A story attributed to Darrow is his quip to a client, who, after winning, said, "How can I ever show my appreciation, Mr. Darrow?" Darrow replied, "Ever since the Phoenicians invented money, there has been only one answer to that question." Indeed, Darrow's pursuit of wealth is often cited by his detractors, and it is notable that in his entire legal career Darrow only ever accepted one pro bono case - John Scopes of the Scopes Monkey Trial fame.
Even on that one occasion Darrow acted from necessity. He badly wanted to take part in the trial, but Scopes was in no position to pay him, and the ACLU, who were paying all of Scopes' legal costs, didn't want Darrow involved in the trial and certainly wouldn't have agreed to pay him.

Leopold and Loeb
In 1924 Darrow took on the case of Leopold and Loeb, the teenage sons of two wealthy Chicago families, who were accused of kidnapping and killing Bobby Franks, a 14 year old boy, to see what it would be like to commit the ultimate crime. Darrow convinced them to plead guilty and based their defense on the claim that they weren't completely responsible for their actions, but were the products of the environment they grew up in. This was done in order to avoid the death penalty. During the Leopold-Loeb trial, when Darrow had supposedly accepted "a million-dollar fee", many ordinary Americans were angered at their apparent betrayal. In truth, Darrow and his two co-counsels were given $100,000 to split three ways— after dunning the wealthy Loeb family for several months.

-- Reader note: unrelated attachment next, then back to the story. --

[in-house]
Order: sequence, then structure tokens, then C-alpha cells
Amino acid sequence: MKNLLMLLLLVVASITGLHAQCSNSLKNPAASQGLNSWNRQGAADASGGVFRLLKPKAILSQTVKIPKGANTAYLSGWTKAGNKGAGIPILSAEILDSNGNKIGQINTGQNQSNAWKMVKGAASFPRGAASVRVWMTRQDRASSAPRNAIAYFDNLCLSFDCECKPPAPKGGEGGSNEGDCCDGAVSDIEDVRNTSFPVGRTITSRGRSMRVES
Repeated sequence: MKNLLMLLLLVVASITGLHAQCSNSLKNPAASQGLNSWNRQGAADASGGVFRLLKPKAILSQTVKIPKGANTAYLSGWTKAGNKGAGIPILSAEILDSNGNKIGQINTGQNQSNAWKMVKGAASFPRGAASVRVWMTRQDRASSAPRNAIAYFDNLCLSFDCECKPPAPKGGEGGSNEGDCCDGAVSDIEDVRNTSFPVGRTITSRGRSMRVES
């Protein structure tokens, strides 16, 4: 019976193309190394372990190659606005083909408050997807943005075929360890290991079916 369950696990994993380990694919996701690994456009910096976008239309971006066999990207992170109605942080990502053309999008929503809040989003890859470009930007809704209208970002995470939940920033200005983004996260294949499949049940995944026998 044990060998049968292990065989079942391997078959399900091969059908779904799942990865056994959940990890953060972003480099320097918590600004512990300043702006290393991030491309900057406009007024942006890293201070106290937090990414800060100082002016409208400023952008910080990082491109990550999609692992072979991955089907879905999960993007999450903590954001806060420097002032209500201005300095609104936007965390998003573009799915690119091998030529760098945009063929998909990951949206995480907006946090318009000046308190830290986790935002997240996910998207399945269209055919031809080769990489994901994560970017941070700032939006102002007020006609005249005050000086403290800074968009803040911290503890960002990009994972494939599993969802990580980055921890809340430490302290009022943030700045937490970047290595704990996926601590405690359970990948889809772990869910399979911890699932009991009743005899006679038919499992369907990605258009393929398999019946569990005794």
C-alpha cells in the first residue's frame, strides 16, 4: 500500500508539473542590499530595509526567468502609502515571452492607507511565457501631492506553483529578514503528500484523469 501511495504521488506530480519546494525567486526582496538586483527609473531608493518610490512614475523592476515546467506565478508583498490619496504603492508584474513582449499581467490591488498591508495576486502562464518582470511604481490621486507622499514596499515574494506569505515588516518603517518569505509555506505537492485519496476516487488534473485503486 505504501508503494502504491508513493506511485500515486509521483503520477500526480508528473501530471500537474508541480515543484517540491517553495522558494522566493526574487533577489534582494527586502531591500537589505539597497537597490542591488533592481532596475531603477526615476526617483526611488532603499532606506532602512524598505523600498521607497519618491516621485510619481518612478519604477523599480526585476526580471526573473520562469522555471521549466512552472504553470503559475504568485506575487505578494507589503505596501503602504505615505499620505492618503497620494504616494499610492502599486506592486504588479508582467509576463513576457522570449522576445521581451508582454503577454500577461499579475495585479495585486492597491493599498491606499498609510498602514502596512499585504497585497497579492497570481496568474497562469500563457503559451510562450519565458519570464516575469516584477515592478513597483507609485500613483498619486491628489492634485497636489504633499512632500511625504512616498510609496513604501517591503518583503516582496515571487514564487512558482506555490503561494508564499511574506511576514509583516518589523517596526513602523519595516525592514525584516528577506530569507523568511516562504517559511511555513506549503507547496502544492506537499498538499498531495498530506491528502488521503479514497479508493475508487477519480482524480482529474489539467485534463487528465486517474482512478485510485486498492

Ossian Sweet
In 1925, he defended Henry Sweet, a young black man living in Detroit with his brother, Dr. Ossian Sweet, in the shooting death of a member of a white mob. The mob of at least a 1,000 people had gathered outside Dr. Sweet's home to force him to move from the neighborhood. Eleven people were originally charged with the murder, and after the first trial ended in a mistrial, Darrow requested separate trials for each defendant and Henry Sweet's was the first. Darrow referred to the trial as one of his best argued, finishing with a legendary eight-hour impassioned closing argument which won acquittal for Henry Sweet from the eleven-man jury, shocking the city. Following the acquittal, charges against the remaining defendants were dropped.

After the 1925 Scopes Trial, Clarence Darrow largely retired from practice, emerging only occasionally to undertake cases, such as the 1934 Massie Trial in Hawaii.

A volume of Darrow's boyhood Reminiscences, entitled "Farmington," was published in Chicago in 1903 by McClurg and Company.

Darrow shared offices with Edgar Lee Masters, who achieved more fame for his poetry, in particular the Spoon River Anthology, than for his advocacy. Darrow also took Eugene V. Debs as a partner, following his release from prison.

After his death, a full-length one man play was created, featuring Darrow's reminiscences about his career. Originated by Henry Fonda, many actors, including Leslie Nielsen, have since taken on the role of Darrow in this play. The Scopes Monkey trials were fictionalized in another play, entitled "Inherit the Wind." This was later turned into a film. Darrow is also mentioned in the musical, "Lil Abner".

The information on which this page is based has been drawn from research on the Internet. For example, much use has been made of, to whom we are greatly indebted. Since the information recording process at Wikipedia is prone to changes in the data, please check at Wikipedia for current information. If you find something on this page to be in error, please contact us.
The Talk Of Lawrence